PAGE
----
Embarrassing but true: this past weekend, I finally threw away the carved pumpkin that had been living on my front steps since before Halloween. It was growing some pretty nasty stuff, but stuff neither as nasty nor as neat as the molds featured in After Effects a series of dilapidated scale models built and photographed by Daniele Del Nero. Del Nero describes the project’s impetus as “…the sense of time and destiny of the planet after the human species.” It sounds as joyful as the 1994 Asylum series by James Casebere (another artist working with scale models, if you like that sort of thing). I think what’s more compelling about Del Nero’s models is how simultaneously dangerous and fragile they are. If you eat this stuff that covers them, you could die; if you touch this stuff that covers them, you will destroy the fuzzy colonies that have been meticulously cultivated across their surfaces.
Del Nero builds these models out of black paper and covers them with flour and small samples of mold. May I suggest simply using pumpkin?
Hey everyone, I’ll be visiting Atlanta (but specifically Augusta) for Thanksgiving so I was hoping to get some tips on places I should visit/shop/eat while I’m in town. I don’t really know anything about the area so all hints and tips will be greatly appreciated. Leave me a comment below so I can keep track easily, hopefully I get to see some rad stuff. On a sidenote, Danica, Alex and I will still be posting during the holiday, so be sure to keep visiting.
Oh man I’m smitten. Two of my favorite artists Geoff McFetridge and Chris Johanson, have teamed up with The Standard Hotel and Pendleton to create the beautiful blankets you see above. The blankets come in two sizes, a queen and king, and are made of of 82% pure virgin wool and 18% cotton in Oregon by Pendleton. They also come in editions of 40, which means they’re probably going to be sold out in 4.2 seconds. I already bought myself one the queen sized Geoff McFetridge blanket, I can’t wait to roll around on it. I’ll definitely be using this blanket all the time because I’ve decided that I don’t like comforters anymore and I want stacks of blankets all over me.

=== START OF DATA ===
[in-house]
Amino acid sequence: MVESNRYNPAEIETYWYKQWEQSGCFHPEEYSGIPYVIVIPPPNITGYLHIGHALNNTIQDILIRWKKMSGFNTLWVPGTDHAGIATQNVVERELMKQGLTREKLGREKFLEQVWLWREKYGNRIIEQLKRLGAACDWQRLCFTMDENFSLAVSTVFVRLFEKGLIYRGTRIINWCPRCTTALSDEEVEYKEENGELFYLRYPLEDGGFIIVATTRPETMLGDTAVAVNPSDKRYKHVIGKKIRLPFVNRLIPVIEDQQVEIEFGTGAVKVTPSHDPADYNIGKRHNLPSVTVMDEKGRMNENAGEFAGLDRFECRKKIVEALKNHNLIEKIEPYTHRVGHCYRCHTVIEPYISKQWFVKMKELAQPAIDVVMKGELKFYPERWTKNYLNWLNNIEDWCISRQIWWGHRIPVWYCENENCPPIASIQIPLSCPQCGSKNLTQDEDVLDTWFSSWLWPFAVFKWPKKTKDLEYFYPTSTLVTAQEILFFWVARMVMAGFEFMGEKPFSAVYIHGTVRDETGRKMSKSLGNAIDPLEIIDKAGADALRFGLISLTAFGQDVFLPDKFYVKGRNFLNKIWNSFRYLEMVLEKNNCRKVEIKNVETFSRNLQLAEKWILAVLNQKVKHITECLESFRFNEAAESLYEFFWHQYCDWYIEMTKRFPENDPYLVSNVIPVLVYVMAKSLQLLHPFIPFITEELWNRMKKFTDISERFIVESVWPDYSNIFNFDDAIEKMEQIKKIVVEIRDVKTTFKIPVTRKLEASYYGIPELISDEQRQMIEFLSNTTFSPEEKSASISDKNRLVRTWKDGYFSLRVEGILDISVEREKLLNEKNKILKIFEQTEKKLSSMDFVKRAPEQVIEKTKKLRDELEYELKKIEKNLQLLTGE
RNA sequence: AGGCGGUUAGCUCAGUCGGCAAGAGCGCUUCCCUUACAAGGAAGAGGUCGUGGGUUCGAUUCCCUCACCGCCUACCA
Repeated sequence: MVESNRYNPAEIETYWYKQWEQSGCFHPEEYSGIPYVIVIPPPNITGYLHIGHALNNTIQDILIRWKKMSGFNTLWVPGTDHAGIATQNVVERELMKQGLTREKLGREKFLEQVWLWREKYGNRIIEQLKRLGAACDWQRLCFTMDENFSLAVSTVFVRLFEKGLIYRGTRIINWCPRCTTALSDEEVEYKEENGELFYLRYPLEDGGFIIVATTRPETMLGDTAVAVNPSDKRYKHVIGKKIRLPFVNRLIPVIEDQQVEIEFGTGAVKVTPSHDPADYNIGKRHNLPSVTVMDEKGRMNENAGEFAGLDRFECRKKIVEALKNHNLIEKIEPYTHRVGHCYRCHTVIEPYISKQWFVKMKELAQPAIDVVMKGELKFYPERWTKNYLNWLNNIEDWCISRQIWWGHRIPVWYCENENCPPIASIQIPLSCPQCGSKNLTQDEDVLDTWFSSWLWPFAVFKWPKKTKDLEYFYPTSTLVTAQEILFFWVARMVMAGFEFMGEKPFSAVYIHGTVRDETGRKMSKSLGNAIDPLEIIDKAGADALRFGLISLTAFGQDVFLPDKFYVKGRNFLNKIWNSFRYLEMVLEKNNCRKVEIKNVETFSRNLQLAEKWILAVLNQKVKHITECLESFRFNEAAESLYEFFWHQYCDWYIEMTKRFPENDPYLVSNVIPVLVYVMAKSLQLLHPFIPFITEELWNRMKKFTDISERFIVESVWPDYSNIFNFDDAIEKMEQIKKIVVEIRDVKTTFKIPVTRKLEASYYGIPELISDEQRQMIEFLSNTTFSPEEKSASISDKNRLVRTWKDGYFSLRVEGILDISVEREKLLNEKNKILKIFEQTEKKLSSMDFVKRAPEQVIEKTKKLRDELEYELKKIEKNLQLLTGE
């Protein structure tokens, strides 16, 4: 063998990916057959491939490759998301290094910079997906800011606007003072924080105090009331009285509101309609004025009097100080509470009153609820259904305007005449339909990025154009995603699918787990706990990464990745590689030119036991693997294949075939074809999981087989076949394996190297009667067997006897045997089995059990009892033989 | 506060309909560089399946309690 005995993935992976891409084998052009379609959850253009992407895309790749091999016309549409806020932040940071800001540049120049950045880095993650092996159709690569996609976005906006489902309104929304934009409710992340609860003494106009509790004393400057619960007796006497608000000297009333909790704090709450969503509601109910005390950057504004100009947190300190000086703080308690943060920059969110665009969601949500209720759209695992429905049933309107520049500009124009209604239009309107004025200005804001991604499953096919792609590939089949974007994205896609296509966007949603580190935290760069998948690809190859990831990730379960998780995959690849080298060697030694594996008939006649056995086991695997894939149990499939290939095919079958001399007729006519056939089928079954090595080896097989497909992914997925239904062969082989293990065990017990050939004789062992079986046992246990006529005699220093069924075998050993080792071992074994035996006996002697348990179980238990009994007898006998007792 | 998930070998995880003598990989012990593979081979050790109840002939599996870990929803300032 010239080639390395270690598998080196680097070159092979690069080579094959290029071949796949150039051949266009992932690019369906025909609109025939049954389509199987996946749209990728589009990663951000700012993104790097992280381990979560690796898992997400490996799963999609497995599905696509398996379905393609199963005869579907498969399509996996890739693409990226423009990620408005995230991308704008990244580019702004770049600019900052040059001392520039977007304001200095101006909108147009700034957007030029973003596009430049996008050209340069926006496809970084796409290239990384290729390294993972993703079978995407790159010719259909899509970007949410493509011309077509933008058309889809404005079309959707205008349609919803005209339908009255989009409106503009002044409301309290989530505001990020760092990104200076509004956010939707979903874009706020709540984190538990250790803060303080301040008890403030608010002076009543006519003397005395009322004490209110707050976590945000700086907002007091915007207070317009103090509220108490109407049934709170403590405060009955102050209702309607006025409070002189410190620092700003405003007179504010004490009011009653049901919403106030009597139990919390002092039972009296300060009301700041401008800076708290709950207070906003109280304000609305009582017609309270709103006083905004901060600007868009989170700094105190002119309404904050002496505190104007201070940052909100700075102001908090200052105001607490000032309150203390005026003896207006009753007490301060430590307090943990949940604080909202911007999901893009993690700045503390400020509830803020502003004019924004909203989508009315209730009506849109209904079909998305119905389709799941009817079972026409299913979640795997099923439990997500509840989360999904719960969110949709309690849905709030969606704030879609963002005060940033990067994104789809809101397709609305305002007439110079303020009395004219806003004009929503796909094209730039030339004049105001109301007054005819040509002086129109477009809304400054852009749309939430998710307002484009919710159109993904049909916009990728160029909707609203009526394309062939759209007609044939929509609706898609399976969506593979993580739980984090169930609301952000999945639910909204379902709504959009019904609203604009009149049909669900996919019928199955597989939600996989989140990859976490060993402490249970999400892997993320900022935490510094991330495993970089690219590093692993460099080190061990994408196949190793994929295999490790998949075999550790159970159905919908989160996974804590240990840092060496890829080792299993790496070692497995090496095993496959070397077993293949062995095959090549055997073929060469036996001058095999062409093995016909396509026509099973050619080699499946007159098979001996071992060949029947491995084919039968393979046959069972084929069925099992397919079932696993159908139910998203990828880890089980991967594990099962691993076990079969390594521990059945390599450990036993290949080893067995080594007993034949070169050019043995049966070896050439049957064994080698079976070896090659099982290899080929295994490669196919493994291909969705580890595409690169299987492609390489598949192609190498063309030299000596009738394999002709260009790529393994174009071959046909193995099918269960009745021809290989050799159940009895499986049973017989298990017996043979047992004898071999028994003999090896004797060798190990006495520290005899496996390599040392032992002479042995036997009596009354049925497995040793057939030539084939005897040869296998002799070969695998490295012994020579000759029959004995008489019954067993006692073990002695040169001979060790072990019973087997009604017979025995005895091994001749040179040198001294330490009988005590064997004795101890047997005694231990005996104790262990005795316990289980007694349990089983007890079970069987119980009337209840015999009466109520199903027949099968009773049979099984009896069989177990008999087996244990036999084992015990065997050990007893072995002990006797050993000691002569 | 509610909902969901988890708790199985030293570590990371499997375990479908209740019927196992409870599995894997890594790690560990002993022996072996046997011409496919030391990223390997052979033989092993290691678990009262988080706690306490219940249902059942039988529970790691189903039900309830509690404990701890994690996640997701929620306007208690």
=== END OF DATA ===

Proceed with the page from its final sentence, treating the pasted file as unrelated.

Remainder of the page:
The folks over at Nobrow have done it again with the release of their new book, A Graphic Comogony. The book features the work of 24 artists illustrating their takes on the creation of everything. God had 7 days but they get 7 pages to tell their tale however they please. The list of artists is pretty impressive, many of them are Desktop Wallpaper Project contributors as well:
Stuart Kolakovic, Mikkel Sommers, Brecht Vandenbroucke, Luke Best, Rob Hunter, Jon McNaught, Ben Newman, Andrew Rae, Luke Pearson, Jack Teagle, Jon Boam, Jakob Hindrichs, Clayton Junior, Daniel Locke, Isabel Greenberg, Mike Bertino, Nick White, Rui Tenreiro, Sean Hudson, Luc Melanson, Katia Fouquet, Yeji Yun, Matthew Lyons, Liesbeth De Stercke.
A big shout out to my buddy Micah Lidberg for creating the amazing cover for the book. It’s honestly one of the most beautiful things I’ve seen all year, he never fails to impress me with his art and creativity. You can snag yourself a copy by clicking here. Be sure to click the thumbnails below to see large images of the inside.
I was browsing through the new issue of GQ when I came across this impressive looking water bottle from Takeya. Well, it’s impressive in my eyes. First off I love that it’s tempered glass that’s been wrapped in silicon for durability. Does this mean you should throw it around? No. But if you’re a responsible adult and you treat the things you own with respect then breaking this shouldn’t be an issue. The bottle is dishwasher safe so it won’t get smelly like other, more restricting bottle and it even comes in green, blue and red in addition to the black and white you see above. Most importantly it’ll look rad sitting on your desk.